Readers will recall Steven Pinker, a Darwinian cognitive scientist, one of whose key concepts is “A…reason we are so-so scientists is that our brains were shaped for fitness, not for truth. Sometimes truth is adaptive, but sometimes it is not.” He has a new book out, Enlightenment Now: The Case for Science, Reason, Humanism, and Progress.
From professor of globalisation Ian Goldin at Nature:
Pinker looks in some depth at the rise in scepticism about science, in society and in parts of academia such as the humanities. He gives shorter shrift to the erosion of faith in expertise elsewhere, even though this is justified in some notable instances. The financial sector, for example, is home to the biggest and most powerful global expert system, from banks and treasuries to the International Monetary Fund. The 2008 financial crisis highlighted the inadequacy of that system, whose primary mission is financial stability. Similarly, accounting firms have given clean bills of health to corrupt or collapsing enterprises. The denial of evidence is irrational, but it is not necessarily irrational to challenge experts and authorities.More.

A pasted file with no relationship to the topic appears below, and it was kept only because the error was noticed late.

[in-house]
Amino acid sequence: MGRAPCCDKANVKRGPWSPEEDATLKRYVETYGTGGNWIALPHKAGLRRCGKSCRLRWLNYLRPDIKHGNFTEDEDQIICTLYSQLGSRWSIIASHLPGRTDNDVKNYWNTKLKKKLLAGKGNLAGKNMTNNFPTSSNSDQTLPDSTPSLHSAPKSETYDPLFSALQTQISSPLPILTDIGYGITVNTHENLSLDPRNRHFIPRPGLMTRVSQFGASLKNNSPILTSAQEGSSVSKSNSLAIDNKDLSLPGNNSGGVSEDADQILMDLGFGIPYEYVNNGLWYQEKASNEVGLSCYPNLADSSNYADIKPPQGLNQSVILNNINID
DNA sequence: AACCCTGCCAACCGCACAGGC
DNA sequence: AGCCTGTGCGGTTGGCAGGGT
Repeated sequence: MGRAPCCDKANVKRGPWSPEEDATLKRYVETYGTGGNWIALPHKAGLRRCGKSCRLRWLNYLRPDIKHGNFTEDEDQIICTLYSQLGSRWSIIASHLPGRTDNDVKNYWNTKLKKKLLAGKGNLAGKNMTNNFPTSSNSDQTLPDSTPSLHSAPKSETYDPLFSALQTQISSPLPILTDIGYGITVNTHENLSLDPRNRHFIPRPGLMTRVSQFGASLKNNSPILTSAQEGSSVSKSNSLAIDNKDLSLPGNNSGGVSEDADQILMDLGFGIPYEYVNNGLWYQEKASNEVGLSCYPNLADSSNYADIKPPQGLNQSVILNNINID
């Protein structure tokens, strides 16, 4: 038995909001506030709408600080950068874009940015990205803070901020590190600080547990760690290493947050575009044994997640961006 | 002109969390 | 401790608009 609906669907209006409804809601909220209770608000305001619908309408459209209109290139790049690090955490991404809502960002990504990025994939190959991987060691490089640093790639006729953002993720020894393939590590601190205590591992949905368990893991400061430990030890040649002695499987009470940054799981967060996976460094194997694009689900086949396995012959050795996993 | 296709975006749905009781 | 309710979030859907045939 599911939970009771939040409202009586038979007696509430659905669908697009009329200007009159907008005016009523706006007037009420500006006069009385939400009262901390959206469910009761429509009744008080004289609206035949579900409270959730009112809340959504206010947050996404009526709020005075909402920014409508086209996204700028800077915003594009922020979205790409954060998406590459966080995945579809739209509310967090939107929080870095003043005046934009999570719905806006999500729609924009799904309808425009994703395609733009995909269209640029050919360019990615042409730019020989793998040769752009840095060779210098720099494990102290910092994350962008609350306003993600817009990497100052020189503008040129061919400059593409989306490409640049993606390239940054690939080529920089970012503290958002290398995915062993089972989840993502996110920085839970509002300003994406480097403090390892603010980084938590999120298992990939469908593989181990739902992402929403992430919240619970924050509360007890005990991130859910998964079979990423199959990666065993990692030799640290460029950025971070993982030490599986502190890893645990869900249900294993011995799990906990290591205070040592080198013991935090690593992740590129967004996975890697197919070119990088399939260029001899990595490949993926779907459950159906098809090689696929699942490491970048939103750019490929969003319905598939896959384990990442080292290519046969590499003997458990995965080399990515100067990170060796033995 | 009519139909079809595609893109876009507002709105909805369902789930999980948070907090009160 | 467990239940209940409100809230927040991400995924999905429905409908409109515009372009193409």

Not only is it not irrational to challenge experts and authorities; it is essential. Living in an echo chamber does not demonstrate the correctness of their interpretations. It’s a sign of health, for example, that independent science writer groups like American Council on Science and Health are beginning to tell us stuff that the usual cheerleaders for authority in pop science media won’t.
One problem with Pinker’s approach to progress is that, historically, progress is uneven and can go backward steeply. We are accustomed to denouncing the excesses and horrors of ancient Rome. But if a person wanted to be able to read, write, and converse with thinkers, Rome had a great deal more going for it than the centuries of chaos that followed its collapse. The intellectual life survived under threat in monasteries during that period but it was hard to share until the rise of the great universities of the mediaeval period. A person who wanted to be a scholar was, no surprise, assumed to be somewhat of a monk (or nun).
But a much bigger problem is that the Darwinian naturalism Pinker espouses entails that there is no meaningful distinction between the modern search for evidence and the post-modern war on evidence, against which naturalist science is rapidly showing itself to have no defenses.
And the naturalists at Nature cannot even see pussyhats gathering around, who know full well that truth is not adaptive but power is.
See also: John Gray doesn’t think much of evolutionary psychologist Steve Pinker’s “better angels”